WCE 2017: Prostate-specific Antigen Density as a Predictor of Gleason Score Upgrading

Vancouver, Canada (UroToday.com) Derek Bos, a third year clinical urology resident of McMaster University at St. Josephs Healthcare Hamilton, presented on the possible use of prostate-specific antigen density as a predictor of prostate cancer Gleason score. The Gleason score of clinically localized prostate cancer is so commonly underestimated at the initial biopsy that 57% of prostate cancer cases have an upgraded post-operative Gleason score. As this can lead to possibly fatal diagnoses of prostate cancer, researchers have been attempting to find a more reliable method of identifying the actual Gleason score. One hypothesis postulates that prostate-specific antigen (PSA) density could be an indicator of the true Gleason score of the cancer. Therefore. Dr. Bos aimed to explore the potential association between PSA density and Gleason score upgrading. 

The research team retrospectively reviewed a prospectively collected database of 399 patients who underwent robot-assisted radical prostatectomy (RARP) at St. Joseph's Healthcare Hamilton. They divided the population into two cohorts based on the presence of post-operative Gleason score upgrading. For each patient, they collected data on basic patient demographics, pathological Gleason score PSA density, and associated preoperative biopsy characteristics. Dr. Bos and his team finally applied a logistic regression model to determine the predictors of upgrade including the baseline demographics and disease-specific variables.

A total of 118 (30%) of the 399 patients had Gleason score upgrading post-RARP. The mean pre-operative Gleason score in the upgraded versus non-upgraded cohort was 7.1+/-0.6 and 6.2+/-0.5, respectively. Therefore, it appears that biopsy Gleason scores could be an independent predictor of pathological upgrading. Additionally, both elevated PSA density and the ratio of positive cores were positively correlated to pathological upgrading (p=0.09, p=0.06, respectively). In the end, however, no association was demonstrated between typical pathological parameters such as margin status, extracapsular extension, or lymph-vascular invasion.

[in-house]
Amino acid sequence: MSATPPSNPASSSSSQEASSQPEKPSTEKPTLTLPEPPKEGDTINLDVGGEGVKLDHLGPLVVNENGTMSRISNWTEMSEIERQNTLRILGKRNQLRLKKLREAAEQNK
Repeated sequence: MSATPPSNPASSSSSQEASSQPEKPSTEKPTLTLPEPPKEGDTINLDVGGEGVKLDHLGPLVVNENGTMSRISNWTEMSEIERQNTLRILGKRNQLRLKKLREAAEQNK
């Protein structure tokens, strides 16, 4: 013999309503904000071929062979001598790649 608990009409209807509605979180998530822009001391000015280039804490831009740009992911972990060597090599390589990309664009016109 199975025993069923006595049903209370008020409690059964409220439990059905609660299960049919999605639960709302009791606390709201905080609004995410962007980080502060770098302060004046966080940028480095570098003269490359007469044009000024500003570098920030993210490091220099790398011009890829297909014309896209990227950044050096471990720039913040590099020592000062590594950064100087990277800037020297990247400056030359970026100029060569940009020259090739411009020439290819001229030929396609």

Dr. Bos concluded that, in this population of patients undergoing RARP for clinically localized prostate cancer, pre-operative Gleason scores and PSA densities were both associated with pathological upgrading, though the PSA density was not significant. Dr. Bos cautioned that there were some possibly significant study limitations such as the fact the data was collected at a single tertiary center, the retrospective design of the study, and the lack of standardization in the pathological interpretation of the prostate biopsies. He also commented on the contrasting results between his study and other literature suggesting that the ratio of positive cores to the number of cores sampled is a significant indicator of Gleason score upgrade. The outcomes of this study do suggest caution for physicians when suggesting active surveillance to patients with biopsy Gleason scores of 7 due to the higher probability of upgrade.

Presented by: Dr. Derek Bos 

Authors: Derek Bos, Jen Hoogenes, K Kim, Forough Farrokhyar, Bobby Shayegan
Affiliation: McMaster University, St. Josephs Healthcare Hamilton

Written by: Vinay Cooper, Department of Urology, University of California – Irvine at the 35th World Congress of Endourology – September 12-16, 2017, Vancouver, Canada